Martin Sorrell, media visionary and guru. No doubt he would be the first
to admit it was an unlikely notion, but then again, why not? Sorrell may
not be universally popular - one suspects even he would be worried if he
was - but there can be few who dispute his abilities as a thinker about
the advertising business - both in the abstract and in the practical.
Indeed, in this respect he shares many attributes with Chris Ingram, who
also devotes much of his time to thinking about about where we are all
going from a similarly broad perspective.
So when Sorrell talks about media, as he does in this week’s issue of
Campaign (page 54), it’s my humble opinion that we should all sit up and
take notice. And one of the things that gives his opinion more saliency
is that he speaks as a semi-detached outsider from the business rather
than with an operational perspective.
That doesn’t mean we have to agree with everything he says. I don’t, but
he has more than earned the right to be heard.
I don’t, for example, agree with his notion that the trend of detaching
the media from the creative is a process that needs to be reversed. Yes,
I can understand why he might say that. After all, he was at Saatchi and
Saatchi pre-Zenith, and that’s the way his own agencies practise media.
Sentimentally, it’s comforting to believe that that’s the way it works
best. But where’s the evidence? And if it really did work that way, how
does one then explain the consistent success of media independents in
the past ten years? Or are they really just trading off ‘an imperfection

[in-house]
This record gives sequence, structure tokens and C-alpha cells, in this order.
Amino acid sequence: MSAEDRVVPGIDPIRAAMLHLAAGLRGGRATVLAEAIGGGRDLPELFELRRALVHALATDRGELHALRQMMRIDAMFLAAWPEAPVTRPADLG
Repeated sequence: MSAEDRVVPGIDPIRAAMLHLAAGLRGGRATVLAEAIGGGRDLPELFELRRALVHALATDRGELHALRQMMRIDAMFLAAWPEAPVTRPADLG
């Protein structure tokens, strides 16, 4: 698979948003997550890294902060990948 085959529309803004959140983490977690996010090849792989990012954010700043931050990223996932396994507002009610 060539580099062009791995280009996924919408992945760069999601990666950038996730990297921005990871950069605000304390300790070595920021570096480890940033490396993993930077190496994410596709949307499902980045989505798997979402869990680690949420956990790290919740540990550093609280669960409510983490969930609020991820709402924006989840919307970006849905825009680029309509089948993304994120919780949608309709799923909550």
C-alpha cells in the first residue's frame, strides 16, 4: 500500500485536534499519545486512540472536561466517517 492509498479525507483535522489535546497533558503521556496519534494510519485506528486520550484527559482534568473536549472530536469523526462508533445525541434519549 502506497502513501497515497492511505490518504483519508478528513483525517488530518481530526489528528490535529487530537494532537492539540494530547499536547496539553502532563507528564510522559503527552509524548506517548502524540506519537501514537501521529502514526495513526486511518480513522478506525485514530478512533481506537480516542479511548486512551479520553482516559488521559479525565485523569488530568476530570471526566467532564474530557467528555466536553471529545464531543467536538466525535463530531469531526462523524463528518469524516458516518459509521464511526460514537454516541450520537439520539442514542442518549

in the market’, as one media practitioner swears Sorrell once
demeaningly described the success of independents to him?
But I do agree with Sorrell when he says that media buyers have been
lamentably slow to match media owners in building global operations. As
he has observed elsewhere, there is no media buyer with a global reach
comparable with that of Murdoch or Disney. Yet as more clients look to
their agencies to run global deals for them, who’s doing it? Nobody. As
a senior media owner observed to me rather acidly, there are plenty of
buyers who can buy media globally (ie everything from a poster in Moscow
to a TV spot in Peru) but there aren’t any who can globally buy media
(ie act as one unit) from global media owners. So for WPP to address
this problem is clearly the right move and if WPP can’t get it
right...well, who can?
Sorrell also gets it right on the button with his observation that
‘media people need to be as good at ‘walking with’ media owners as they
are at walking with clients’, by which he means really understanding how
media owners work. Unfortunately, they don’t, which, I suspect, he well
knows. This doesn’t mean that WPP is there yet, but with its hiring of a
head of broadcast from the ABC network and its investment in HotWired,
I’d put my money on Sorrell getting there first.